Gamma ray, X-ray and other transmission techniques are generally considered superior to reflection or scatter techniques for determining fluid volumes across the pipe. Transmission techniques are therefore preferred for accurate flow rate determinations in homogeneous fluid mixtures of oil, water and gas. One shortcoming, however, is the requirement of a long radiation path length in liquid to obtain adequate sensitivity for determining volume and mass fractions. These transmission techniques can therefore be inadequate for inhomogeneous flow regimes such as stratified flow or slug flow where liquid plugs and gas slugs alternate frequently and measurements taken during a gas slug will introduce measurement inaccuracies.
To overcome this difficulty, several approaches have been suggested for determining effluent characteristics under inhomogeneous flow conditions. U.S. Pat. No. 5,654,551, incorporated by reference herein for all purposes, discloses a method for measuring phase mass flow rates using several gamma ray source/detector devices. Gamma ray attenuation measurements are taken in the traditional way while one source/detector device is used solely to detect the beginning and ending of each gas slug or liquid plug. This method of compensation seems to be directed only at correcting for inhomogeneous flow in the slug flow regime and would appear to be inadequate for measurements in another type of inhomogeneous flow such as stratified flow.
Similarly, PCT Application EP98/05239, the contents of which are incorporated by reference for all purposes, discloses a method for measurement compensation particularly directed at the slug flow regime where measurements are acquired at high frequencies compared to the gas/liquid alternation cycle and these measurements are averaged over a time corresponding to a low frequency compared to the gas/liquid alternation cycle. The averaged values are used in calculations to determine effluent characteristics. This method uses a confidence coefficient, determined as a function of density, that is applied to weight the water to liquid ratio calculated for each high frequency sample.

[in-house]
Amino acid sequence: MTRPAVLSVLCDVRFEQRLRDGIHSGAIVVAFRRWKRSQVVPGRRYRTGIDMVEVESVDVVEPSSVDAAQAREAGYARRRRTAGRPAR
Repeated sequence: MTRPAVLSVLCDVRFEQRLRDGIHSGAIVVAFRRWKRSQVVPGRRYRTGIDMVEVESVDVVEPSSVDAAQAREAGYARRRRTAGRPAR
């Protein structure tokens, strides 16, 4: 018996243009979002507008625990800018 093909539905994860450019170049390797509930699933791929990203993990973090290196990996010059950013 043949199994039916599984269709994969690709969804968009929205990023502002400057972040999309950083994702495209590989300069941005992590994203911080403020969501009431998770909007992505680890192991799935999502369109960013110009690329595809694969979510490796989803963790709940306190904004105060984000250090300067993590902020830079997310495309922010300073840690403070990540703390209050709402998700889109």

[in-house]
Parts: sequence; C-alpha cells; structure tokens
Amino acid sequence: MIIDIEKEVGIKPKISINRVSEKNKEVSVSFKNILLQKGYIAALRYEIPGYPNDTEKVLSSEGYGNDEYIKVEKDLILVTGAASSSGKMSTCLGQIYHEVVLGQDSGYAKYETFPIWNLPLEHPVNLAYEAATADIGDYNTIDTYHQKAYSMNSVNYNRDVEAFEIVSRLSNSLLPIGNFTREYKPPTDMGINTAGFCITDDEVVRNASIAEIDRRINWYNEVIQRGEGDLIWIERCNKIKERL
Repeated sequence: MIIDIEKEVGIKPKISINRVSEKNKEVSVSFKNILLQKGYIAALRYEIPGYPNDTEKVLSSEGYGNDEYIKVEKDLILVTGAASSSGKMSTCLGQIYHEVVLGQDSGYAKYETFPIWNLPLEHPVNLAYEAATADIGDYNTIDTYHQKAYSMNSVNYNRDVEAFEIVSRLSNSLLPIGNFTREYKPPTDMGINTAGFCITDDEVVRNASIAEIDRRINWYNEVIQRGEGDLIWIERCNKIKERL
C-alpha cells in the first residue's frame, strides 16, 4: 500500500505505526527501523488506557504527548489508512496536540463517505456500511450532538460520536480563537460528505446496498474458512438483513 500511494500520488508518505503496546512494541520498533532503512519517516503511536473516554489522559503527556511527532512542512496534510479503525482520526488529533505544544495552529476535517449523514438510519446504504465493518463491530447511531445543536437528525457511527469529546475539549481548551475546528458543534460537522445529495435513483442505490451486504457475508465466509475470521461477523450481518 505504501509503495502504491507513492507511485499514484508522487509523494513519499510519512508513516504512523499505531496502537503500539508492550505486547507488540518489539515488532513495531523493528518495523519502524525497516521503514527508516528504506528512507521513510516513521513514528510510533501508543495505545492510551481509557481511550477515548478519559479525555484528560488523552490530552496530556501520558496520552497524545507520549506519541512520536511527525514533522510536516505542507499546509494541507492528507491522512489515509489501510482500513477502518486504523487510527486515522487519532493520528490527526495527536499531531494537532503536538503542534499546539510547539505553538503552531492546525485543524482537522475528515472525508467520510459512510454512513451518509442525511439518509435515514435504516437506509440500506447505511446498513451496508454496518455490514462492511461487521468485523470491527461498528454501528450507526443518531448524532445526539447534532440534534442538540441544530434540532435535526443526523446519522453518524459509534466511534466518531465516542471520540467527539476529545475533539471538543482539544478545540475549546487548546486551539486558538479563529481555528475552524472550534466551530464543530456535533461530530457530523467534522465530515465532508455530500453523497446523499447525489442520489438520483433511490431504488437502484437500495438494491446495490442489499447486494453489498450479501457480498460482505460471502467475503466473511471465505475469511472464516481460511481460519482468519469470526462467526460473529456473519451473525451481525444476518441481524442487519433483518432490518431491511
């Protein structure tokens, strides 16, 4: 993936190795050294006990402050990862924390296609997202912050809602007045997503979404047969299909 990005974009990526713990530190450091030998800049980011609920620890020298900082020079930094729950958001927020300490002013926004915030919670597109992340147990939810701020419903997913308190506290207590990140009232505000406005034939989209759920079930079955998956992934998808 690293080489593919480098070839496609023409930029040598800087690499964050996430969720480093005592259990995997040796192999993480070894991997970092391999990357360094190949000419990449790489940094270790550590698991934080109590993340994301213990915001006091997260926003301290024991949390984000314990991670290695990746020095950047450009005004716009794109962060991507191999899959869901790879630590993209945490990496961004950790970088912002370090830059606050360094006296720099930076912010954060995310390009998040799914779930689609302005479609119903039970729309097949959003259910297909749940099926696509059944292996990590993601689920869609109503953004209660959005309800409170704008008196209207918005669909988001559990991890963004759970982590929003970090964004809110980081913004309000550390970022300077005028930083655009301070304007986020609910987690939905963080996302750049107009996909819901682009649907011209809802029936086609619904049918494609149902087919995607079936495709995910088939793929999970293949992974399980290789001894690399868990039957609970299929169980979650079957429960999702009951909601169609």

Even with these substantial advances in multiphase metering, however, substantial problems still exist. For example, the accuracy of multiphase measurement for determining phase volume fractions remains undesirably low for inhomogeneous flow regimes. In light of the significant volumes of effluent produced, these errors can seriously and negatively impact production operations, lead to inefficient reservoir management and generate substantial financial miscalculations between a buyer and seller of the hydrocarbon stream. Thus, it would be desirable to develop an apparatus or method to provide accurate, timely measurement data for key parameters of the effluent stream resulting in efficient well management and production optimization.
Ideally, this method or apparatus would overcome limitations of earlier compensation methods for improving the accuracy of phase fraction determinations for all types of inhomogeneous flow, not just for the slug flow regime. The preferred embodiment of the present invention provides a solution to this limitation by applying a correction factor to convert an inhomogeneous gamma ray count rate to an effective homogeneous gamma ray count rate, thereby making the homogeneous flow equations applicable for determining phase volume fractions.
The present invention relates to an apparatus and method for determining the phase volume fractions for a multiphase oil well effluent, typically comprising water, crude oil and gas. More particularly, the present invention relates to an apparatus for measuring multiple energy gamma ray attenuations through the effluent mixture and a method for determining the effluent phase volume fractions of water, oil and gas from these measurements when the mixture is under inhomogeneous flow conditions.
The apparatus comprises a pipe section including a converging Venturi. The Venturi induces a pressure drop as the mixture flows through the pipe section. The preferred embodiment includes a removable central Venturi nose cone, which allows the meter flow rate range to be modified in situ by exchanging the central Venturi nose cone.
A radiation source produces radioactive rays (i.e. gamma or X-rays) at two or more energy levels that pass through the mixture perpendicular to the flow stream. These radioactive rays are attenuated to varying degrees, depending upon their energies and on the fractions of water, oil and gas present. One exemplary embodiment of the present invention utilizes an Americium-241 radioactive gamma ray source.